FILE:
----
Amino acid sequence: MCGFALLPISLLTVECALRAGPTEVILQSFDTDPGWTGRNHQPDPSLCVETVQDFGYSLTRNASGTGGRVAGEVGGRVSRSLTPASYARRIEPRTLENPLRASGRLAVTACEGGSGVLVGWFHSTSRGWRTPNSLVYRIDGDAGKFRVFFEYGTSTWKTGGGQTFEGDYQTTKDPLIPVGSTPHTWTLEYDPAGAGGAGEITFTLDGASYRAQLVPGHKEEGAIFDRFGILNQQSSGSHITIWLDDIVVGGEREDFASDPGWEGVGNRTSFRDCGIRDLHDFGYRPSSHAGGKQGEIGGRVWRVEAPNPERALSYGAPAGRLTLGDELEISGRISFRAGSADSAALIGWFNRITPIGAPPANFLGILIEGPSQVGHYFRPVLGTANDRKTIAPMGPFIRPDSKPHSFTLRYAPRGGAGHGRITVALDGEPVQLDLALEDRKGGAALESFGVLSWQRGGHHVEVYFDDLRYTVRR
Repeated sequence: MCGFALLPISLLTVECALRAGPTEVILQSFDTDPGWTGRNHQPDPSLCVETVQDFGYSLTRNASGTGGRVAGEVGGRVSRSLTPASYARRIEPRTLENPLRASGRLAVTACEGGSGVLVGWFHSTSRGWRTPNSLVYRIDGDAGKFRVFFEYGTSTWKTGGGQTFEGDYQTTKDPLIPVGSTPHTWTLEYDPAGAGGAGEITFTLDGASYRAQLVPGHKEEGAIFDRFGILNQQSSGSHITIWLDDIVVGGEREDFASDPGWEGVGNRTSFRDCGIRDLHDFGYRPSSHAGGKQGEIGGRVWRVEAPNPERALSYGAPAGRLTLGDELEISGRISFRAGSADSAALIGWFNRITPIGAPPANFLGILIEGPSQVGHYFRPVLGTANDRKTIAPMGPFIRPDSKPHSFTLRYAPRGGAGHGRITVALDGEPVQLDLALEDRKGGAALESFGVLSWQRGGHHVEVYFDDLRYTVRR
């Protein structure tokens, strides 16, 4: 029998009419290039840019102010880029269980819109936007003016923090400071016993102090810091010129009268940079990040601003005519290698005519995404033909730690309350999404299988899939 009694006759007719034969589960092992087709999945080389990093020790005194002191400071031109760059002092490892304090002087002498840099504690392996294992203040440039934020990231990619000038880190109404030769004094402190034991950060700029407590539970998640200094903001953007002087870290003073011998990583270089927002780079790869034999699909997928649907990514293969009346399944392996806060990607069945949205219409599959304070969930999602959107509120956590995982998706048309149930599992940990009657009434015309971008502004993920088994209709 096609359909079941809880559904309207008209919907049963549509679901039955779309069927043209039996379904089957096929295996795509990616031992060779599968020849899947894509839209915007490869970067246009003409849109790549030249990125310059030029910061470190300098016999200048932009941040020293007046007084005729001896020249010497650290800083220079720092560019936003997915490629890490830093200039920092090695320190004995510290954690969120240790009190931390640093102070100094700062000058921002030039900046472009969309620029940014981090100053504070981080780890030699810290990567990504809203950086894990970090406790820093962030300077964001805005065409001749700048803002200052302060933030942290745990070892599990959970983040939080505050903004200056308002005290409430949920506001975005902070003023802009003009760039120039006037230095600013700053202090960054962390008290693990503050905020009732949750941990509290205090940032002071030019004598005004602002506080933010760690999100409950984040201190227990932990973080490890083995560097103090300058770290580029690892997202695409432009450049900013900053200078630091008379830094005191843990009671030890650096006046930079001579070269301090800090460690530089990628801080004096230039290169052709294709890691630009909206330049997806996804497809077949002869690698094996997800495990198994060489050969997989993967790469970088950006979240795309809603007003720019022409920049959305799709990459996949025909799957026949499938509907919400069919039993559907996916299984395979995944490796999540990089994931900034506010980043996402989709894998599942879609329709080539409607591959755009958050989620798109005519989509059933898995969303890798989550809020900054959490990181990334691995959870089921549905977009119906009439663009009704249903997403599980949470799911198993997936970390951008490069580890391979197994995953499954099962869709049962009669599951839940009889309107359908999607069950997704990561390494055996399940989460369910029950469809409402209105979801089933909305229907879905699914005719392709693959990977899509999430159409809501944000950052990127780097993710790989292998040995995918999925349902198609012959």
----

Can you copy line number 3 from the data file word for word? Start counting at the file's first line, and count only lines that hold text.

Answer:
């Protein structure tokens, strides 16, 4: 029998009419290039840019102010880029269980819109936007003016923090400071016993102090810091010129009268940079990040601003005519290698005519995404033909730690309350999404299988899939 009694006759007719034969589960092992087709999945080389990093020790005194002191400071031109760059002092490892304090002087002498840099504690392996294992203040440039934020990231990619000038880190109404030769004094402190034991950060700029407590539970998640200094903001953007002087870290003073011998990583270089927002780079790869034999699909997928649907990514293969009346399944392996806060990607069945949205219409599959304070969930999602959107509120956590995982998706048309149930599992940990009657009434015309971008502004993920088994209709 096609359909079941809880559904309207008209919907049963549509679901039955779309069927043209039996379904089957096929295996795509990616031992060779599968020849899947894509839209915007490869970067246009003409849109790549030249990125310059030029910061470190300098016999200048932009941040020293007046007084005729001896020249010497650290800083220079720092560019936003997915490629890490830093200039920092090695320190004995510290954690969120240790009190931390640093102070100094700062000058921002030039900046472009969309620029940014981090100053504070981080780890030699810290990567990504809203950086894990970090406790820093962030300077964001805005065409001749700048803002200052302060933030942290745990070892599990959970983040939080505050903004200056308002005290409430949920506001975005902070003023802009003009760039120039006037230095600013700053202090960054962390008290693990503050905020009732949750941990509290205090940032002071030019004598005004602002506080933010760690999100409950984040201190227990932990973080490890083995560097103090300058770290580029690892997202695409432009450049900013900053200078630091008379830094005191843990009671030890650096006046930079001579070269301090800090460690530089990628801080004096230039290169052709294709890691630009909206330049997806996804497809077949002869690698094996997800495990198994060489050969997989993967790469970088950006979240795309809603007003720019022409920049959305799709990459996949025909799957026949499938509907919400069919039993559907996916299984395979995944490796999540990089994931900034506010980043996402989709894998599942879609329709080539409607591959755009958050989620798109005519989509059933898995969303890798989550809020900054959490990181990334691995959870089921549905977009119906009439663009009704249903997403599980949470799911198993997936970390951008490069580890391979197994995953499954099962869709049962009669599951839940009889309107359908999607069950997704990561390494055996399940989460369910029950469809409402209105979801089933909305229907879905699914005719392709693959990977899509999430159409809501944000950052990127780097993710790989292998040995995918999925349902198609012959």